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Questioning the necessity, accuracy, influence of 2016 early voting "results"




Voters line up to vote early at the Supervisor of Elections office on October 24, 2016 in Bradenton, Florida. Early general election voting started in the state of Florida on October 24 and ends on either November 5 or Nov 6.
Voters line up to vote early at the Supervisor of Elections office on October 24, 2016 in Bradenton, Florida. Early general election voting started in the state of Florida on October 24 and ends on either November 5 or Nov 6.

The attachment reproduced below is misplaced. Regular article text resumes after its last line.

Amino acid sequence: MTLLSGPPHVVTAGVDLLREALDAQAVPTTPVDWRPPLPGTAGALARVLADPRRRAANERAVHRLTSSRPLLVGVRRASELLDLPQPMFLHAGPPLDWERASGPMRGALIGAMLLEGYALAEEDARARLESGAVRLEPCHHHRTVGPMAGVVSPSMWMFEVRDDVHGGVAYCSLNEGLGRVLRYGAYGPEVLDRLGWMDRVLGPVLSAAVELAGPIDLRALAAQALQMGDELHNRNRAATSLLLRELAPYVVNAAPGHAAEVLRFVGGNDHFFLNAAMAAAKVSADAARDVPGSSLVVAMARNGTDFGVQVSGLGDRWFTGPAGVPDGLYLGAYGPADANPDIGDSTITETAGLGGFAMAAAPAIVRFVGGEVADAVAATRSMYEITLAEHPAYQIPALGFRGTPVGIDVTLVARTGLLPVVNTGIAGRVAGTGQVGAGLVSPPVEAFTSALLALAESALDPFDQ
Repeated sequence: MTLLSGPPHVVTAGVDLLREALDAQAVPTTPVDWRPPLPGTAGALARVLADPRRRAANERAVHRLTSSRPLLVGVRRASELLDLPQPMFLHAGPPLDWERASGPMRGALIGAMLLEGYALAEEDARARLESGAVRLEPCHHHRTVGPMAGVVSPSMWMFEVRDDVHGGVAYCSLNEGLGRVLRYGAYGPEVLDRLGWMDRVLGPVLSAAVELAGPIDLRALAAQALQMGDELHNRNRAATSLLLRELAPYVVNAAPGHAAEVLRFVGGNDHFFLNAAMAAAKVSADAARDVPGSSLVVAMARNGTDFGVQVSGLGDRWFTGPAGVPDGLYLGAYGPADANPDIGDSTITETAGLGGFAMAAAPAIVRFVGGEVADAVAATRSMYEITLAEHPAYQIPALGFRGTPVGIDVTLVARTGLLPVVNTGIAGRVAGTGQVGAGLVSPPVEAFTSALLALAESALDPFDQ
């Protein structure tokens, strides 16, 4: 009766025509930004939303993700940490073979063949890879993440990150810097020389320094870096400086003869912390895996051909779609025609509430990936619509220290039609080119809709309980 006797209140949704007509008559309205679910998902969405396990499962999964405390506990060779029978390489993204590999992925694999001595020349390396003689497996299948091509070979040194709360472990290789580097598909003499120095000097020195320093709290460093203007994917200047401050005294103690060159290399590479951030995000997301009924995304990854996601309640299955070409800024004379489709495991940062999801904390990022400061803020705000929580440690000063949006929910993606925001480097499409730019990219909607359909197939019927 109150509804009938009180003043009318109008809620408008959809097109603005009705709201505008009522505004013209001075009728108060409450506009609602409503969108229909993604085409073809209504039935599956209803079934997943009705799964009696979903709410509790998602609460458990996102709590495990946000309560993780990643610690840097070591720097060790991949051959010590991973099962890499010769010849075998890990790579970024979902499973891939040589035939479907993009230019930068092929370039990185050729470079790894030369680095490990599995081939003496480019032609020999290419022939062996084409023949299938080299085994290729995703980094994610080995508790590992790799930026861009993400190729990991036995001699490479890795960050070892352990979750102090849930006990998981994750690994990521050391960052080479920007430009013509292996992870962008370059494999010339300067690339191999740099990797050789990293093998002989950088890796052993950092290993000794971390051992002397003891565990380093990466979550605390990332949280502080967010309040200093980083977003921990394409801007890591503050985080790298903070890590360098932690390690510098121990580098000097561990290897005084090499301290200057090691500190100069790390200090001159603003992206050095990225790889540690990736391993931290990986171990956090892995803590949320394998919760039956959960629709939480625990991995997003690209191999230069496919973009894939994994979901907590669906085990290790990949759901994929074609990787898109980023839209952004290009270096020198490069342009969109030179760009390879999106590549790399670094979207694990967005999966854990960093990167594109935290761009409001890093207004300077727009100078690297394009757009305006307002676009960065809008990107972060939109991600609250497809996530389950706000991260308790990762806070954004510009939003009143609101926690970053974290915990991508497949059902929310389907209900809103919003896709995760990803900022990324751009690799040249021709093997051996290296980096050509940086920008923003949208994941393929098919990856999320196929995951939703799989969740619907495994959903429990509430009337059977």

Joe Raedle/Getty Images

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Predicting the horse race between Donald Trump and Hillary Clinton is getting even more frantic thanks to early voting "results" pouring in from the states.

A handful of states, including battleground Nevada, release the party registration information of voters, making it easier to guess how many voted Democrat versus Republican. Other states release demographic data such as gender, age, and district leaving it to pollsters and politics to draw conclusions. 

How accurate is the data and how could it influence whether and how people vote in the coming days?

Guest:

Christopher J. Galdieri, Assistant Professor of Politics at Saint Anselm College in New Hampshire